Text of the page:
# Thread: How the circuit "knows" to change the current

1. Let's say there is DC circuit with an EMF of 20V and a resistor of 2 Ohms. The current then is 10 Amps.

Now we add another resisotr (in series) of 2 Ohms and we get a current of 5 Amps.

At the moment the current starts - hoes does it "know" that amother resistor was added and that it should "reduce itself" to 5 Amps?

2. Originally Posted by rotem300100
Let's say there is DC circuit with an EMF of 20V and a resistor of 2 Ohms. The current then is 10 Amps.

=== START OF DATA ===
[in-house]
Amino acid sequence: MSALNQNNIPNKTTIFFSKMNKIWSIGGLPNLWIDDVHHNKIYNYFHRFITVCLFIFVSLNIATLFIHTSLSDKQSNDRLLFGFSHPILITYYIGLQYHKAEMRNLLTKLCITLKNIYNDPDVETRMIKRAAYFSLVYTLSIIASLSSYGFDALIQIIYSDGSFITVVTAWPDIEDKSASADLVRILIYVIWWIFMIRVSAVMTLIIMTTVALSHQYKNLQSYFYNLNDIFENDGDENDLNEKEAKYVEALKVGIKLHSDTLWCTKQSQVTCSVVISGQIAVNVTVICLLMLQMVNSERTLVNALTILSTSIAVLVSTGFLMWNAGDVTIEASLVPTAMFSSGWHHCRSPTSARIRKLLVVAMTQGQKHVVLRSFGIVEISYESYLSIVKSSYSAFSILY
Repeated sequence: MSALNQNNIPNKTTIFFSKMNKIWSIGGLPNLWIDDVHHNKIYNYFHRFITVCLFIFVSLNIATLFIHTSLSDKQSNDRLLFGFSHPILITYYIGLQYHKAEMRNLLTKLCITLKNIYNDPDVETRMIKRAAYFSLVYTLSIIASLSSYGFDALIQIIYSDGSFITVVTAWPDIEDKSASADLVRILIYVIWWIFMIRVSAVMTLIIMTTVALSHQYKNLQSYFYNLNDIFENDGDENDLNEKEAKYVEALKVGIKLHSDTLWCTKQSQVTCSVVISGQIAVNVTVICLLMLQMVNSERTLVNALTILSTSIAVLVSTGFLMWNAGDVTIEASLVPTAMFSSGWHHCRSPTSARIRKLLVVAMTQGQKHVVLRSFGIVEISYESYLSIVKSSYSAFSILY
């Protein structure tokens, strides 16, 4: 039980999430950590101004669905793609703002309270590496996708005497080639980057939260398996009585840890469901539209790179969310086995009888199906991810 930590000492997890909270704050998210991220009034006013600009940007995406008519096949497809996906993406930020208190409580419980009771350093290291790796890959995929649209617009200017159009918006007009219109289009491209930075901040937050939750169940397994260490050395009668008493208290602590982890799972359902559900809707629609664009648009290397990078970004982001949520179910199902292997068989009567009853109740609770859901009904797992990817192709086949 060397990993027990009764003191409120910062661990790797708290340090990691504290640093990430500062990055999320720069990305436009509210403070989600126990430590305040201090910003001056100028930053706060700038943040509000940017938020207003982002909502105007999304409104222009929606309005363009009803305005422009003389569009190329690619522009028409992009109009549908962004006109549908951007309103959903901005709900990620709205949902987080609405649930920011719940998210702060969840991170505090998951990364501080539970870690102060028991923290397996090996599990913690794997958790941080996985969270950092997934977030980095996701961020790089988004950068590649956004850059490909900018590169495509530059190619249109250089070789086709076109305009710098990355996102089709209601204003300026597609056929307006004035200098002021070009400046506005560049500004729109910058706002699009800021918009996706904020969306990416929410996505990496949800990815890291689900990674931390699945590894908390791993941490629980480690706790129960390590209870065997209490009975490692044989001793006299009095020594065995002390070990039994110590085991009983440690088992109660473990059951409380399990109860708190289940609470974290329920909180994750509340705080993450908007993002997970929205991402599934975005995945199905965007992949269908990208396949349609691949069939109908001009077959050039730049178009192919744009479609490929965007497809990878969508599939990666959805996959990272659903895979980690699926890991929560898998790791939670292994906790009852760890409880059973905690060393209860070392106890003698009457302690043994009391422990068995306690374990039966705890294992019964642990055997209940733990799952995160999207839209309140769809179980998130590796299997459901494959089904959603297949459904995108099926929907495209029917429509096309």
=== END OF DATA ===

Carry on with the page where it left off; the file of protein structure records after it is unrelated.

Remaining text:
Now we add another resisotr (in series) of 2 Ohms and we get a current of 5 Amps.

At the moment the current starts - hoes does it "know" that amother resistor was added and that it should "reduce itself" to 5 Amps?
In exactly the same way that the circuit “knew” to make the current 10 amps with the original 2 ohm resistor.

You have to recognize that these are steady-state values. The current does not jump up instantaneously. To provide a solution that is valid before the steady-state condition is reached requires an agreement on the model you wish to use. For example, pure, ideal resistors that act as such over all frequencies do not exist, so you have to decide on the abstraction level you accept, and then analysis can proceed from there.

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